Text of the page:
I'll admit that when I first went to learn HTML, folders and directories confused the crap out of me. It's really a simple concept, but sometimes it can be a bit diffucult.
In this section I hope to give you a better understanding of addresses, folders, and directories in terms of web usage.
If you know how to navigate through the files on your computer well, and manipulate folders, copy folders, etc. then this shouldn't be to diffucult a concept.
Before We Start
Note that this is written by a windows user, I'm sorry if it seems a bit confusing to Mac users. If you would like to write a "Mac" version of this tutorial I will gladly give you credit and a link. Feel free to include screen shots. Email Tutorials to: email@example.com.
Because we will be dealing with the address of files/folders a lot, we need to set up the file explorer so that we can see the full path of files.
Now you will be able to see the full address of a folder that you are in.
Navigating and Linking On Your Own Computer
Files are usually stored in "folders". This helps keep everything orginized.
On my computer, the hard drive is called "C:\", or the "C Drive" as I occationally call it.
If on my C drive I had a folder called "website1" the address to that folder would be: c:\website1\
If I had a file called "index.html" located in the "website1" folder, the address to that file would be: c:\website1\index.html
Let's say I had another file in the "website1" folder called "bio.html", and on "index.html" I wanted to have a link to "bio.html". On "index.html" I would type a link like this: <a href="bio.html">Click Here</a>.
I only have to type the relative address because "bio.html" and "index.html" is located in the same folder.
Now let's say I had another folder on the C drive called "website2", and in that folder I had a file called "image.gif".
If I wanted to link to "image.gif" on the "index.html" page located in the "website1", then I would have to type the full address, because we are now dealing with two seperate folders. I would type the address like this: <a href="c:\website2\image.gif">Click Here for Image</a>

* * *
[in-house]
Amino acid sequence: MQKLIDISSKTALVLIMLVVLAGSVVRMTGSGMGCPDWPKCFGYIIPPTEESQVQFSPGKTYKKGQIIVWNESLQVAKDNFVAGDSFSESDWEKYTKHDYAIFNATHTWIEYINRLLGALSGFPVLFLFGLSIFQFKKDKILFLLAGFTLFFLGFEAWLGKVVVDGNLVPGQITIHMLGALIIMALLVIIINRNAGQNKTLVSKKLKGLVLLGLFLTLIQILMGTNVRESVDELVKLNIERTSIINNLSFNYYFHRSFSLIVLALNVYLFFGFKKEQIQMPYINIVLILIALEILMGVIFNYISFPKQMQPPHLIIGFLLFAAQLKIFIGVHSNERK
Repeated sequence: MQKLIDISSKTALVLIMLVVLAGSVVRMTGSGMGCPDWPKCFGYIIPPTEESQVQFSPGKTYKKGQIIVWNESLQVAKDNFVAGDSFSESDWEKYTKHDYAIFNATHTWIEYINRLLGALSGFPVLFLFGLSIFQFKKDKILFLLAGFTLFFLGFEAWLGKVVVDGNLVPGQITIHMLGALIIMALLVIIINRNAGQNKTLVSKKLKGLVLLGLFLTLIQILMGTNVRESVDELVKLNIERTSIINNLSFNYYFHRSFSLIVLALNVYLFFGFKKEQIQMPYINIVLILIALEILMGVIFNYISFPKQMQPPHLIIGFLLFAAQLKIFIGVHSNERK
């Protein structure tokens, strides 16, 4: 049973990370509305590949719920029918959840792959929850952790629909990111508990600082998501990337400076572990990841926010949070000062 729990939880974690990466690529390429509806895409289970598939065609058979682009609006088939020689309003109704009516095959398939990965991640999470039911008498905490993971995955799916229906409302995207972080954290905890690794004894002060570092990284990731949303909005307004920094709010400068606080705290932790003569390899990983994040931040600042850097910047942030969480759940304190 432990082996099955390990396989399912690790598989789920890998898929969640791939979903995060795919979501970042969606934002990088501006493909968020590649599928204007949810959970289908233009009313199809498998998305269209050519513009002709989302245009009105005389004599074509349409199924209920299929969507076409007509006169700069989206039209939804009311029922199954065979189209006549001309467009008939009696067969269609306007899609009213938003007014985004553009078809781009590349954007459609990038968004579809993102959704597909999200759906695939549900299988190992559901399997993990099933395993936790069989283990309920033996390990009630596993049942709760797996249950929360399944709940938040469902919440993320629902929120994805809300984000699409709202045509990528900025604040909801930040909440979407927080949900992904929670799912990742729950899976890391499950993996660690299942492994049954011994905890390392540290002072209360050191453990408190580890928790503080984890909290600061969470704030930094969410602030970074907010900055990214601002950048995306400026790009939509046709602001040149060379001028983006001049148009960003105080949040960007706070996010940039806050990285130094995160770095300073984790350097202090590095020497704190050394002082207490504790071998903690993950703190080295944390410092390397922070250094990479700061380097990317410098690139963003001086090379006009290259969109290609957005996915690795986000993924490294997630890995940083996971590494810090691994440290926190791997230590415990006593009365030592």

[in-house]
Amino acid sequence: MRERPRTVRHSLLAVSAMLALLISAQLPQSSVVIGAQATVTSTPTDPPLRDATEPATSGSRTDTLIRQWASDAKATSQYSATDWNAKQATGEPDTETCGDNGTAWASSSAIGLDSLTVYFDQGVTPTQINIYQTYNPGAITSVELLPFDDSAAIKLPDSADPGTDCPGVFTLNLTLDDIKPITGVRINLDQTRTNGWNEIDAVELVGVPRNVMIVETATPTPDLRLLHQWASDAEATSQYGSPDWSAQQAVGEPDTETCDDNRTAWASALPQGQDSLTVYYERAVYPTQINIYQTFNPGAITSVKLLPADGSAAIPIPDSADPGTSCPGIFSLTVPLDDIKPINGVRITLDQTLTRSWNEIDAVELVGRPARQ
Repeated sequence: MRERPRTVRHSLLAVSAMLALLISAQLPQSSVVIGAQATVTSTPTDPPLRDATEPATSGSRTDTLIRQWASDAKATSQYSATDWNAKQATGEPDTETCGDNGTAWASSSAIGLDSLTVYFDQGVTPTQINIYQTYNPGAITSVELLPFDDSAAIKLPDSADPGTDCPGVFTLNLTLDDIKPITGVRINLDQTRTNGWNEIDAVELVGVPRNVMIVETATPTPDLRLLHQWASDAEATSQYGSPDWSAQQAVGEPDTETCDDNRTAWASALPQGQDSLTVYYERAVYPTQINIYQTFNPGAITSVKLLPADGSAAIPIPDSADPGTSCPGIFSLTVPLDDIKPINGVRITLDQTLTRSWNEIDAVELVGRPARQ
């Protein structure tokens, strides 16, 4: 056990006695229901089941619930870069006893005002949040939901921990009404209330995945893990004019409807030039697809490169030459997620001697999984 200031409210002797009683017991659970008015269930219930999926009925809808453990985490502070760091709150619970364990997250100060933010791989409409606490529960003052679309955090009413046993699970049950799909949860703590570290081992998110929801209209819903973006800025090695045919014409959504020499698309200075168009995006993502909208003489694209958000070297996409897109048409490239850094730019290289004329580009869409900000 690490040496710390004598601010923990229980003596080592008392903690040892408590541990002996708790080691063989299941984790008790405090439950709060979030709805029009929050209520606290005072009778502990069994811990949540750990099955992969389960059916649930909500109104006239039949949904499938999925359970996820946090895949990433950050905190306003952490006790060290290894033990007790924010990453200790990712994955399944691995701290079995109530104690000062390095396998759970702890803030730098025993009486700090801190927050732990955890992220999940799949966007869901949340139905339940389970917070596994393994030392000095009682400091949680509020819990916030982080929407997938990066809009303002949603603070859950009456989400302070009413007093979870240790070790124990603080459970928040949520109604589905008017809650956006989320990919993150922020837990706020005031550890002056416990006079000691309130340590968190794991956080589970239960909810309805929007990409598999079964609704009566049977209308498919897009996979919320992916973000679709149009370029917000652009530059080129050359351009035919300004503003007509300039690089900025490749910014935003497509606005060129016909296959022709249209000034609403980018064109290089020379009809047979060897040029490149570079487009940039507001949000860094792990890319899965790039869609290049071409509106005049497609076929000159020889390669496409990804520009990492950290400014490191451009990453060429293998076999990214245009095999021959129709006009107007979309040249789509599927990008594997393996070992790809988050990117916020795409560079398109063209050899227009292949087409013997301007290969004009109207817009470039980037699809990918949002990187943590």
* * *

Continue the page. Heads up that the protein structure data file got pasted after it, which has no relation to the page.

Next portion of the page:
But, let's say that back in "website1" I had another folder called "part2" and in that folder I had a file called "guestbook.html". If I wanted to link to "guestbook.html" on the "index.html" page located back in "website1", all I would have to type is the relative address: <a href="part2/guestbook.html">Guestbook Here.
Navigating and Linking On the Internet
Setting up links for the internet is kind of like that. The main differences are, you usually don't deal with the backslash, you use the foreslash instead. You usually can't use capital letters, or spaces, and most importantly, your folders won't be located on any "drive".
Instead of some drive like C:\, we are dealing with a website URL. I suppose you could pretend that if the address of your website was http://www.domain.com, then your folders and files would be located on the "http://www.domain.com" drive. It's not quite like that, but if it makes it easier, then we will pretend.
Let's say you had some web space loacated at http://www.myhome.com, and in that web space you had a file called "index.html", and "bio.html", and you also had a folder called "part2" with a file called "guestbook.html".
Linking to various files would work the same way.
If I want a link to "bio.html" on my "index.html", then I would type <a href="bio.html">Bio</a>
If I want to link to guestbook.html, I would have to type <a href="part2/guestbook.html">Guests</a>
If I wanted to link back to "index.html" on the "guestbook.html" page, then I should type the full address: <a href="http://www.myhome.com/index.html">Back To Main</a>
Let's say I wanted to link to another website, then as you know you would just type <a href="http://www.thierhome.com">, but what if I wanted to link to a page that was contained in one of thier folders? What if they had a folder on thier webspace called "mine", and in there was a file called "about.html".
Then the address would be http://www.thierhome.com/mine/about.html.